By Elijah J. Magnier:
As the Russian attack on Ukrainian territory unfolded, most embassies in Kyiv withdrew in anticipation of a swift and overwhelming Kremlin victory. However, it soon became clear to the United States that the Russian army was not prepared and equipped to wage war over such vast and hostile terrain and facing a harsh resistance. The US-led Ukrainian forces, trained since 2014 to counter the Russian army and well-versed in modern warfare tactics, exposed severe weaknesses in the Russian military’s logistical supply lines. The US seized the opportunity, assured Ukraine of its unwavering support, and promised to make it part of the Western bloc once Russia was defeated. Since neither the US nor Russia can afford to lose the war, the fear remains of Washington’s determination to force Russia to use unconventional weapons.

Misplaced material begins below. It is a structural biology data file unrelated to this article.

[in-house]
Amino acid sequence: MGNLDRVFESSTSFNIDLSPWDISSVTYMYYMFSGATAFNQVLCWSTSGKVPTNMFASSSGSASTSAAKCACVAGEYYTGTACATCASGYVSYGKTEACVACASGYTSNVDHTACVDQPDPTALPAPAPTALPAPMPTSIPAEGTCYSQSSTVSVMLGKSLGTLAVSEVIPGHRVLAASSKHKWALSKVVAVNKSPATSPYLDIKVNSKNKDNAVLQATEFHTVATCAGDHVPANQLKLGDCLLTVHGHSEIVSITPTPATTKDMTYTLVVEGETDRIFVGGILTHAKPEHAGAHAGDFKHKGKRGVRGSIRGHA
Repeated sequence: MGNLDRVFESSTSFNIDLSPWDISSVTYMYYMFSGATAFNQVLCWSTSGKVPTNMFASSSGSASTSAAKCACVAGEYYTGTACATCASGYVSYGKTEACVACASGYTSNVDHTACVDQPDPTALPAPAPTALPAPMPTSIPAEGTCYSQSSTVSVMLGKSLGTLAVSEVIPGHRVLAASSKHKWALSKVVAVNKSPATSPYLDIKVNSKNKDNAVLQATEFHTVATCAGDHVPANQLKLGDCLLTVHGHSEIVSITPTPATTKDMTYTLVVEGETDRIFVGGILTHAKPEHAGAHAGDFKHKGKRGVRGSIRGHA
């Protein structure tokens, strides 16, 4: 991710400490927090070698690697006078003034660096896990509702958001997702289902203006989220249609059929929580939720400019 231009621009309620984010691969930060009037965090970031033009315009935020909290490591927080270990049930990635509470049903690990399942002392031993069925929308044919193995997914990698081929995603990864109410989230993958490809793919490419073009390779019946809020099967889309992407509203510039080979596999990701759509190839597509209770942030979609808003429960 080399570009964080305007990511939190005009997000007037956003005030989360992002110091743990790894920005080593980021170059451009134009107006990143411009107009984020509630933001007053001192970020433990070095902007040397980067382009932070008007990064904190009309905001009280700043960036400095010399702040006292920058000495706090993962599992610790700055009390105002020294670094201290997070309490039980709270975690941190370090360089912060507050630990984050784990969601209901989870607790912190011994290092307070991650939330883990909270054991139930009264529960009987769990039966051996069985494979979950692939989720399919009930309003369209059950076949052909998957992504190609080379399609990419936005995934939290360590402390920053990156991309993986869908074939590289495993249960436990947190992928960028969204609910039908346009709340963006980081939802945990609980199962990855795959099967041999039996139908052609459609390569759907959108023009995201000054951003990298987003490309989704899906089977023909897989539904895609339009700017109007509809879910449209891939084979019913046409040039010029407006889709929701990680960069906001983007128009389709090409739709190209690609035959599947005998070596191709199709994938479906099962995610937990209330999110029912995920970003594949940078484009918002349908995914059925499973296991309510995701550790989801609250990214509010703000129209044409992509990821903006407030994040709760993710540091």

In the first weeks before the war, the US reacted swiftly, setting up an operations centre at Ramstein, Germany, to monitor and direct the war effort, and planning to sever all trade and energy links between Europe and Russia. American diplomacy worked tirelessly to persuade European leaders, who had previously been wary of President Vladimir Putin, to rally their resources behind the US and take a firm stand against Russia. The US promised its European partners, former colonial masters, that a post-war Russia would be transformed similarly to the aftermath of the Soviet invasion of Afghanistan in 1979. It assured them that Russia would be divided into provinces, that Putin would be replaced and that one of the world’s most resource-rich regions would be carved up. The prospect of sharing the spoils of war enticed European nations, which had suffered years of economic strain from the COVID-19 pandemic and were eager to revive their economies. Although many hesitated in the early months of the war, the poor performance of the Russian army in the early stages convinced the European nations to join forces, as no one wanted to be left out of the division of the Russian pie.
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